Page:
Homes of 'True Believers'

Dedicated modernists open their doors for June 18 'Sacramento Modern' house tour
Homes of True Believers
Among the seven homes of "true believers" lined up for June 18's 2016 edition of the 'Sacramento Mid-Century Modern Home Tour' is this lovely Eichler, home to Zann Gates and Jeff Roush. All photos: Donald Satterlee Photography
Homes of True Believers
Homes of True Believers
A second Eichler on the tour: home of Andy Lacey and Karen Ronneback of

When you're putting together a successful home tour, like the ones produced by Sacramento Modern, one is compelled to recall the old adage: It takes hands to build a house, but only hearts can build a home.

"Each tour has a different personality," explained Sac Modern founder and tour organizer Gretchen Steinberg. The seven homes picked for the upcoming 2016 edition of the 'Sacramento Mid-Century Modern Home Tour,' slated for Saturday June 18, are filled with what Steinberg calls "true believers."

"By that I mean they really appreciate not only the architecture, but the lifestyle," she said of owners of this year's handpicked lineup, which includes two Eichlers. "This particular group of people very much cares about mid-century art and design."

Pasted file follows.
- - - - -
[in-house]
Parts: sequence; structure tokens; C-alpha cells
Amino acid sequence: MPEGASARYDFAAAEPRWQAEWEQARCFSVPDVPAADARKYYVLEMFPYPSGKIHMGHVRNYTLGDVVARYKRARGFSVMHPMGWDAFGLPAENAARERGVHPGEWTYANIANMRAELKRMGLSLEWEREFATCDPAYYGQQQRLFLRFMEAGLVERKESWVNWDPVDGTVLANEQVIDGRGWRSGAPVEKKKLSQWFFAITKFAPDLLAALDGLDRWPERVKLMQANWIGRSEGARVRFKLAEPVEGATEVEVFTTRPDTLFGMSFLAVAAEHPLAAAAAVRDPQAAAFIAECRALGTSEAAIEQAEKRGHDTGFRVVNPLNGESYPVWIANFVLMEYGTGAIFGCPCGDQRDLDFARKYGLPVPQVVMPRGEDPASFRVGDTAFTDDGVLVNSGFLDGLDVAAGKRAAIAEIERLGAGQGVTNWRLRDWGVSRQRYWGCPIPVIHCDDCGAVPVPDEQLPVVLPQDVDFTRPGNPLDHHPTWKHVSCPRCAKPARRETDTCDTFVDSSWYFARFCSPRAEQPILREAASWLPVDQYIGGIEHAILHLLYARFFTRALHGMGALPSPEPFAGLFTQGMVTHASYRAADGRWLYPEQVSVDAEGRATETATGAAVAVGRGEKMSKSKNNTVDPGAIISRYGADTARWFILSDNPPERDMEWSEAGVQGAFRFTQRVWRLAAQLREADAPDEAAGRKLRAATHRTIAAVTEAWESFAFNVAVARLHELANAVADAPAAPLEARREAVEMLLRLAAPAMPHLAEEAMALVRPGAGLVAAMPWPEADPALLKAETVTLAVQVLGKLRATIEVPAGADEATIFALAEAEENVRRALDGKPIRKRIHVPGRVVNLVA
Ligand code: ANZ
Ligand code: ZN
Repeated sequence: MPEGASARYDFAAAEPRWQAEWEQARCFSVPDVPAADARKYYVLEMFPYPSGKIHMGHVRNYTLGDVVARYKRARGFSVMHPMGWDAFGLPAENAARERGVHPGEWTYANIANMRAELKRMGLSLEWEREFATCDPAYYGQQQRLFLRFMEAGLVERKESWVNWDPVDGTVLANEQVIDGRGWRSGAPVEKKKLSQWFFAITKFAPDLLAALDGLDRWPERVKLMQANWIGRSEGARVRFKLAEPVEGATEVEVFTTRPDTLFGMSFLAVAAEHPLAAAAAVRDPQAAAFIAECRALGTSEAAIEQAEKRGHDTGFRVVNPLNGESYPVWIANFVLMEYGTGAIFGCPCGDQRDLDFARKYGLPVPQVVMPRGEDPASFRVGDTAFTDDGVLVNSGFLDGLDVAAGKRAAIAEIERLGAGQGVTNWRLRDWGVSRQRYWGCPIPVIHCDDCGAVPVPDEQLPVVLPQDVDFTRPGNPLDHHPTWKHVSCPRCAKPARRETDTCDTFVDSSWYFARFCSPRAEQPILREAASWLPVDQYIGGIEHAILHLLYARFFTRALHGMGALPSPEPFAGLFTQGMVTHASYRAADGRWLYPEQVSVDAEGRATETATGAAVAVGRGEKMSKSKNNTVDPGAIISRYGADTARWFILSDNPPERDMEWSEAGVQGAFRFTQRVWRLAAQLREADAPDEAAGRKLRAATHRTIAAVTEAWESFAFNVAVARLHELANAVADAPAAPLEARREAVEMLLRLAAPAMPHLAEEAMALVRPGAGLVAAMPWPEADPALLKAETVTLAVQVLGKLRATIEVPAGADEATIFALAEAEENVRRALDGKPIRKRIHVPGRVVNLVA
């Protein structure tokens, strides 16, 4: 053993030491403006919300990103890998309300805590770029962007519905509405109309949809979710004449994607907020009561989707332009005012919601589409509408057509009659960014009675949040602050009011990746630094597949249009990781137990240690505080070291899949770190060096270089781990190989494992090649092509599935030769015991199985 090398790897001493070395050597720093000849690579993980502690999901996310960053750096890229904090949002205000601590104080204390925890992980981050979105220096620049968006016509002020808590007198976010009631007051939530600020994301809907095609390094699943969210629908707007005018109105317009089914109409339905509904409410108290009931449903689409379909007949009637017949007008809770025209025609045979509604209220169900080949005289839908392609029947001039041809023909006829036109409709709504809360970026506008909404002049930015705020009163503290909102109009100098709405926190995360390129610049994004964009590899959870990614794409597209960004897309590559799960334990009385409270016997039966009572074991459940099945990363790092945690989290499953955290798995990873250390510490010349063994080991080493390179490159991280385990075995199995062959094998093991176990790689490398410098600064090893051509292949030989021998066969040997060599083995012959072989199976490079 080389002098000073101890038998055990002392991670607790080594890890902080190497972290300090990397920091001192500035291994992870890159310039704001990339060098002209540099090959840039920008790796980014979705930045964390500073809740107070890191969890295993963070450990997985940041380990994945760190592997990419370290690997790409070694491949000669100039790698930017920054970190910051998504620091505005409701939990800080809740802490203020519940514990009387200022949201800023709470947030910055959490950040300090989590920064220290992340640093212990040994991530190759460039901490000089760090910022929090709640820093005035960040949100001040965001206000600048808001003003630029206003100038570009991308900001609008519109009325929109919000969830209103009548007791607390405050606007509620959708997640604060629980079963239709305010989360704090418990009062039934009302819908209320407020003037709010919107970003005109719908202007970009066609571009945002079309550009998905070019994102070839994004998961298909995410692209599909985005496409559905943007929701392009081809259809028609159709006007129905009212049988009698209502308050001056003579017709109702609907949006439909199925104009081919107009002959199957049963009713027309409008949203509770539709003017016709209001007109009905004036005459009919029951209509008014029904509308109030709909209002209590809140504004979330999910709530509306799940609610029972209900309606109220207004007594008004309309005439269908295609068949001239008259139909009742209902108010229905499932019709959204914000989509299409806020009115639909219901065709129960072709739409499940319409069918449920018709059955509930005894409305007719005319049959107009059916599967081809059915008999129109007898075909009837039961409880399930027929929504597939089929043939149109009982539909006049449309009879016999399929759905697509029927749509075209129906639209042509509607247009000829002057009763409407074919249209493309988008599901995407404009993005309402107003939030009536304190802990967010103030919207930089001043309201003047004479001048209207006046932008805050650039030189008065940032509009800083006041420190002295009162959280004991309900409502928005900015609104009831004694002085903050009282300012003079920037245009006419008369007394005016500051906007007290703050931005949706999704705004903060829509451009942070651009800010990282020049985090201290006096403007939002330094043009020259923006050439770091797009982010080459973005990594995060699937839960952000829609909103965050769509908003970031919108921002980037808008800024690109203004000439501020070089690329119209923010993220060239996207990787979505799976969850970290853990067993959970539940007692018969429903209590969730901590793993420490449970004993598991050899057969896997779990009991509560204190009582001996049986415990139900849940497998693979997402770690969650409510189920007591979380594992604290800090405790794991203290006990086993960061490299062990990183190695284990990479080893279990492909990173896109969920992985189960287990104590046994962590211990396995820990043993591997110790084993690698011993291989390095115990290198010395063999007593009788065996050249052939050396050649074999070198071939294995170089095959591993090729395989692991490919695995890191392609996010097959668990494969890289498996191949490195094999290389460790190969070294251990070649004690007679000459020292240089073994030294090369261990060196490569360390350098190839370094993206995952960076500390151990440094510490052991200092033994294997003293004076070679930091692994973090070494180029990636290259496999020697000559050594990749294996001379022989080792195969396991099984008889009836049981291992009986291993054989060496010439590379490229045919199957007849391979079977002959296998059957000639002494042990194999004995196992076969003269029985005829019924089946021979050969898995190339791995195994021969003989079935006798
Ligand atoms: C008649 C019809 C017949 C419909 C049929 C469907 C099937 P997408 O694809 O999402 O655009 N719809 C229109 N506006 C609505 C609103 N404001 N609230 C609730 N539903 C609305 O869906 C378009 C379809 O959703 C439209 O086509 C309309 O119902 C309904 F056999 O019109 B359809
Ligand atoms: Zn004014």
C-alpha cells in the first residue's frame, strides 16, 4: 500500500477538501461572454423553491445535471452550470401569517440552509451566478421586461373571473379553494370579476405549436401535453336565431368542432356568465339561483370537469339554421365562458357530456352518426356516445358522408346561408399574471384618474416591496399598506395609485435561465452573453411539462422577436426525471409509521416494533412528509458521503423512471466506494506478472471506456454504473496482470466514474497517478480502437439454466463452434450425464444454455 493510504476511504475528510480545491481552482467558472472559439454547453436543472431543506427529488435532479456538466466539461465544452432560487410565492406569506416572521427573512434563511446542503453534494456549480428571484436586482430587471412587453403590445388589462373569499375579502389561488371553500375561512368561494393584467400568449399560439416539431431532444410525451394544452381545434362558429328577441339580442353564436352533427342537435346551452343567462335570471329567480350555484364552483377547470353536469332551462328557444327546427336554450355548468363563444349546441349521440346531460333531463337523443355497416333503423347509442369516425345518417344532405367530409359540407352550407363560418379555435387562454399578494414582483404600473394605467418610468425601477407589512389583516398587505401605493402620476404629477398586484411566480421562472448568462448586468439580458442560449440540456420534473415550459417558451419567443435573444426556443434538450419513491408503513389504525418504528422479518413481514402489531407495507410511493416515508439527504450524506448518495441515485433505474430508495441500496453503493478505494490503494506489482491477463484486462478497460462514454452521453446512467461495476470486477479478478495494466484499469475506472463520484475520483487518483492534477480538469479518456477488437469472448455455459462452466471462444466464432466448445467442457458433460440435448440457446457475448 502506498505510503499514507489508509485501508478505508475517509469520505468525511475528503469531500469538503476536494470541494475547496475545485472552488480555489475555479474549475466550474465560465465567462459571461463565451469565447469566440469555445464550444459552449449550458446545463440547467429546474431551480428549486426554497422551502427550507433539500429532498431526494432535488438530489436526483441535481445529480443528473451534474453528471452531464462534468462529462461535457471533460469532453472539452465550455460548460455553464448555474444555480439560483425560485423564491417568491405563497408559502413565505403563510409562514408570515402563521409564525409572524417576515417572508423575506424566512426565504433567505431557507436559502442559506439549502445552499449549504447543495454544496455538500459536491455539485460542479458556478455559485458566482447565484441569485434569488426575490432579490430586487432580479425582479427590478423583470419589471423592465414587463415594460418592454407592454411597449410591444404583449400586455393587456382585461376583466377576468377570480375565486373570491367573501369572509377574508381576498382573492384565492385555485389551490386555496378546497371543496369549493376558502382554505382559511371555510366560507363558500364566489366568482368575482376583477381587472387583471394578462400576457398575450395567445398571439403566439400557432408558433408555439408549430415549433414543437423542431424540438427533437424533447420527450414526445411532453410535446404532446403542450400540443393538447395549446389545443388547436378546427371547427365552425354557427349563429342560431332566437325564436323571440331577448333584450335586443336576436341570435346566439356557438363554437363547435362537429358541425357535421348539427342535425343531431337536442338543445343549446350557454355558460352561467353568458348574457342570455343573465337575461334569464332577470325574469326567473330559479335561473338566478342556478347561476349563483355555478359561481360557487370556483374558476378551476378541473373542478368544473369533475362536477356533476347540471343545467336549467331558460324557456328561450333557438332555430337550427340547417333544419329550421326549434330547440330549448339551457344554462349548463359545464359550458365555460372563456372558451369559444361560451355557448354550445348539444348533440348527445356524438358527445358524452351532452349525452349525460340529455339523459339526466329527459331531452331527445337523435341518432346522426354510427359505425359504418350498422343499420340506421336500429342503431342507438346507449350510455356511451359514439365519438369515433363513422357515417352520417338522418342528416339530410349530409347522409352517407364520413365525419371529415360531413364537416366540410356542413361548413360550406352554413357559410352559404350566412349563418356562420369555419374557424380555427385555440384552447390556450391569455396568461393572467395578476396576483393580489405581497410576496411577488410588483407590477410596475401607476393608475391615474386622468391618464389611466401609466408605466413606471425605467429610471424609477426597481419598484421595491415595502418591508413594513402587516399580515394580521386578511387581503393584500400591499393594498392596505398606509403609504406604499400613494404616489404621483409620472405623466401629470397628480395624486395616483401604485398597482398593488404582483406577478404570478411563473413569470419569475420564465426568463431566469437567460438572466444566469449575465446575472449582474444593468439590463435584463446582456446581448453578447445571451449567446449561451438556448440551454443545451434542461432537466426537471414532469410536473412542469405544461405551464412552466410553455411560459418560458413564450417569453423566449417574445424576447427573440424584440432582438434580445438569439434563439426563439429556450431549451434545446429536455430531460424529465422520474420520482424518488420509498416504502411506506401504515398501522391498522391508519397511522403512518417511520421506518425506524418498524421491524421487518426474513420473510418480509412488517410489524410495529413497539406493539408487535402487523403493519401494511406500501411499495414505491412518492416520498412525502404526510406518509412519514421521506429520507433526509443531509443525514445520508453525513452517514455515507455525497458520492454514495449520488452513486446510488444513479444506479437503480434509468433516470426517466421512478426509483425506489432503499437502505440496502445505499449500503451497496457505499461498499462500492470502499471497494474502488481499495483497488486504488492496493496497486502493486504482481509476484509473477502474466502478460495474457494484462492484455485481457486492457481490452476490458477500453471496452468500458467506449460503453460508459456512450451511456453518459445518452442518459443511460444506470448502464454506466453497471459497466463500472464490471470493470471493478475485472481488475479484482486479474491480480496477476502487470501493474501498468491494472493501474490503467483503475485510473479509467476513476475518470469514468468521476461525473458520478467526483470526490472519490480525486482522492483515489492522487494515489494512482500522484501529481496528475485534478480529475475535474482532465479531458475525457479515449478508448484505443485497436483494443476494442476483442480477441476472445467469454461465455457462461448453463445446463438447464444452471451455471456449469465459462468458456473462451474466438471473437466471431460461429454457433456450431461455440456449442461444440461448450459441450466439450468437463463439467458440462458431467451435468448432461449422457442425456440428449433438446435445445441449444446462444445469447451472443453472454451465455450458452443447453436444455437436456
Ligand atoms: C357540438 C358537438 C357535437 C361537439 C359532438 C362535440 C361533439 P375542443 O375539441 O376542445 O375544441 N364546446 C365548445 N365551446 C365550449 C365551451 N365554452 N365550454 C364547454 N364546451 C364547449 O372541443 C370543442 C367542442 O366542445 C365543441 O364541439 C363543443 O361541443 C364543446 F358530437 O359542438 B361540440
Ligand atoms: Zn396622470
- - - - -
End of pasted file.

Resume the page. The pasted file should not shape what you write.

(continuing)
All seven homes are new to the tour, which Steinberg said only occurs every three years "because frankly that's what I can tolerate. I want to do a good job, and it's a lot of time involved."

Sacramento Modern was formed to stage the first tour, in 2010, by Steinberg and two of her neighbors. The 2016 tour is Sac Mod's third.

"We just decided that we were going to celebrate our neighborhood," she said of South Land Park, where all of Sacramento's 50-plus Eichlers were built. "It's grown from there."

These days, the organization gets involved in preserving historic Sacramento-area gems, which include vintage neon signs and the endangered low-rises of the Capitol Towers neighborhood.

"We try to mix in some fun stuff," she noted of Sac Mod's mid-century film screenings and the like.

The tour is still the big event for the non-profit organization's six-person board though. This year is the first time Steinberg's home is not on the tour and, she says, "my family's very happy about that."

"It takes a special kind of person to open up their house to a thousand strangers," she said of recruiting homes for the tour. "Some people, they jump at the chance. Other people have to weigh [whether] they have the time."

It's a search for which Steinberg doesn't hesitate to knock on the door of an attractive find: "If I see somebody that is lovingly restoring their home, I like to encourage that."

Of course, a little trolling on the Internet would have turned up some of this year's homeowners, who post on pages like,,, and, of course,